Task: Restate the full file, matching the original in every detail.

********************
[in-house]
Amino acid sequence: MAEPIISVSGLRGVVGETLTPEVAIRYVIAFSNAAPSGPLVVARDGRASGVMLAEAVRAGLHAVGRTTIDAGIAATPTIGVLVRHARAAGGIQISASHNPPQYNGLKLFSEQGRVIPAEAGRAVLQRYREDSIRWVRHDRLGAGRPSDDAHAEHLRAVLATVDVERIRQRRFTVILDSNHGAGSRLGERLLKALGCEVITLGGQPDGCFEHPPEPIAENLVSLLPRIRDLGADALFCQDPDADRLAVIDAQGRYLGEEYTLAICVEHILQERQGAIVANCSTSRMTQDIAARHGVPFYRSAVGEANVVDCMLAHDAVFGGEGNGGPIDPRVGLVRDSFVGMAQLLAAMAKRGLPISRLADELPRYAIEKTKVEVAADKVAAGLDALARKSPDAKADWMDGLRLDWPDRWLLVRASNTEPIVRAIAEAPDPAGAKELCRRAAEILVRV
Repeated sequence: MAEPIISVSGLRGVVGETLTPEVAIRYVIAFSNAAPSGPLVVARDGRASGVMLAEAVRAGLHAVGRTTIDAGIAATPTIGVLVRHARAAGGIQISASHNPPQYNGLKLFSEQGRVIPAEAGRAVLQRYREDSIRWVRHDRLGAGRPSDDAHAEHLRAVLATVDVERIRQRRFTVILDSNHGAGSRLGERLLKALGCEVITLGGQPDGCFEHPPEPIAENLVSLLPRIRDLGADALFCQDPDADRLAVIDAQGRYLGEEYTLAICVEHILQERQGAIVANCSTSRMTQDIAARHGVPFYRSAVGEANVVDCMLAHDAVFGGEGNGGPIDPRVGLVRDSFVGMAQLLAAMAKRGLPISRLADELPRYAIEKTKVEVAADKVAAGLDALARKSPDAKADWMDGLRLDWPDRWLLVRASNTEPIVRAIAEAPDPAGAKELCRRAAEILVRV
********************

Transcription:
[in-house]
Amino acid sequence: MAEPIISVSGLRGVVGETLTPEVAIRYVIAFSNAAPSGPLVVARDGRASGVMLAEAVRAGLHAVGRTTIDAGIAATPTIGVLVRHARAAGGIQISASHNPPQYNGLKLFSEQGRVIPAEAGRAVLQRYREDSIRWVRHDRLGAGRPSDDAHAEHLRAVLATVDVERIRQRRFTVILDSNHGAGSRLGERLLKALGCEVITLGGQPDGCFEHPPEPIAENLVSLLPRIRDLGADALFCQDPDADRLAVIDAQGRYLGEEYTLAICVEHILQERQGAIVANCSTSRMTQDIAARHGVPFYRSAVGEANVVDCMLAHDAVFGGEGNGGPIDPRVGLVRDSFVGMAQLLAAMAKRGLPISRLADELPRYAIEKTKVEVAADKVAAGLDALARKSPDAKADWMDGLRLDWPDRWLLVRASNTEPIVRAIAEAPDPAGAKELCRRAAEILVRV
Repeated sequence: MAEPIISVSGLRGVVGETLTPEVAIRYVIAFSNAAPSGPLVVARDGRASGVMLAEAVRAGLHAVGRTTIDAGIAATPTIGVLVRHARAAGGIQISASHNPPQYNGLKLFSEQGRVIPAEAGRAVLQRYREDSIRWVRHDRLGAGRPSDDAHAEHLRAVLATVDVERIRQRRFTVILDSNHGAGSRLGERLLKALGCEVITLGGQPDGCFEHPPEPIAENLVSLLPRIRDLGADALFCQDPDADRLAVIDAQGRYLGEEYTLAICVEHILQERQGAIVANCSTSRMTQDIAARHGVPFYRSAVGEANVVDCMLAHDAVFGGEGNGGPIDPRVGLVRDSFVGMAQLLAAMAKRGLPISRLADELPRYAIEKTKVEVAADKVAAGLDALARKSPDAKADWMDGLRLDWPDRWLLVRASNTEPIVRAIAEAPDPAGAKELCRRAAEILVRV